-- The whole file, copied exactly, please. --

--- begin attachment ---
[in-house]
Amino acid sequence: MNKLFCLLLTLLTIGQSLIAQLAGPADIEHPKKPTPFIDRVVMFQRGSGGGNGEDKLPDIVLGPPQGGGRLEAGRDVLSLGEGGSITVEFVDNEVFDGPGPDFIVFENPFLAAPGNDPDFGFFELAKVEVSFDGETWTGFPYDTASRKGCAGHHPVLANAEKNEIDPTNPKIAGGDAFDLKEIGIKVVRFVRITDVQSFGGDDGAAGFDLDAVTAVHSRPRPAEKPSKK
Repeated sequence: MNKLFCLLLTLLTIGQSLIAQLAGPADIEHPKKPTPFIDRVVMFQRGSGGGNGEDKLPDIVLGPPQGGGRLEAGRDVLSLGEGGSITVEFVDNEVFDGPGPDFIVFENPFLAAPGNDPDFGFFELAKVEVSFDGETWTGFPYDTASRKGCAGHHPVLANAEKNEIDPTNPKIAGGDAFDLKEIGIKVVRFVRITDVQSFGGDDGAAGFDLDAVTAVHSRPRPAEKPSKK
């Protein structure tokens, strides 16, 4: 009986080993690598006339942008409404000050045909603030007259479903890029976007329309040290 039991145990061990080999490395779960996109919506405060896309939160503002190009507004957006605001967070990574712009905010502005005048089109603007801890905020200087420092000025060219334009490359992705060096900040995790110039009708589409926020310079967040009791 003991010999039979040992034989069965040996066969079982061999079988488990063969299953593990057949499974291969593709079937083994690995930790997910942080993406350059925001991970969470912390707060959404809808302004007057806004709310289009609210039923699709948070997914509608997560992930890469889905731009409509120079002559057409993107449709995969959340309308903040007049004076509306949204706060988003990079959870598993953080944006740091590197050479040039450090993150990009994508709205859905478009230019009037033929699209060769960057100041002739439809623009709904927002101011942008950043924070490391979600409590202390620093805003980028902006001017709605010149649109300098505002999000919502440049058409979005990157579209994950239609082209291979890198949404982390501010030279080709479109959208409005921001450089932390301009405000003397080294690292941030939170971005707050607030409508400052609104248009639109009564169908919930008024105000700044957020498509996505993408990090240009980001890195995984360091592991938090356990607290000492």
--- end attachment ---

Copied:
[in-house]
Amino acid sequence: MNKLFCLLLTLLTIGQSLIAQLAGPADIEHPKKPTPFIDRVVMFQRGSGGGNGEDKLPDIVLGPPQGGGRLEAGRDVLSLGEGGSITVEFVDNEVFDGPGPDFIVFENPFLAAPGNDPDFGFFELAKVEVSFDGETWTGFPYDTASRKGCAGHHPVLANAEKNEIDPTNPKIAGGDAFDLKEIGIKVVRFVRITDVQSFGGDDGAAGFDLDAVTAVHSRPRPAEKPSKK
Repeated sequence: MNKLFCLLLTLLTIGQSLIAQLAGPADIEHPKKPTPFIDRVVMFQRGSGGGNGEDKLPDIVLGPPQGGGRLEAGRDVLSLGEGGSITVEFVDNEVFDGPGPDFIVFENPFLAAPGNDPDFGFFELAKVEVSFDGETWTGFPYDTASRKGCAGHHPVLANAEKNEIDPTNPKIAGGDAFDLKEIGIKVVRFVRITDVQSFGGDDGAAGFDLDAVTAVHSRPRPAEKPSKK
């Protein structure tokens, strides 16, 4: 009986080993690598006339942008409404000050045909603030007259479903890029976007329309040290 039991145990061990080999490395779960996109919506405060896309939160503002190009507004957006605001967070990574712009905010502005005048089109603007801890905020200087420092000025060219334009490359992705060096900040995790110039009708589409926020310079967040009791 003991010999039979040992034989069965040996066969079982061999079988488990063969299953593990057949499974291969593709079937083994690995930790997910942080993406350059925001991970969470912390707060959404809808302004007057806004709310289009609210039923699709948070997914509608997560992930890469889905731009409509120079002559057409993107449709995969959340309308903040007049004076509306949204706060988003990079959870598993953080944006740091590197050479040039450090993150990009994508709205859905478009230019009037033929699209060769960057100041002739439809623009709904927002101011942008950043924070490391979600409590202390620093805003980028902006001017709605010149649109300098505002999000919502440049058409979005990157579209994950239609082209291979890198949404982390501010030279080709479109959208409005921001450089932390301009405000003397080294690292941030939170971005707050607030409508400052609104248009639109009564169908919930008024105000700044957020498509996505993408990090240009980001890195995984360091592991938090356990607290000492």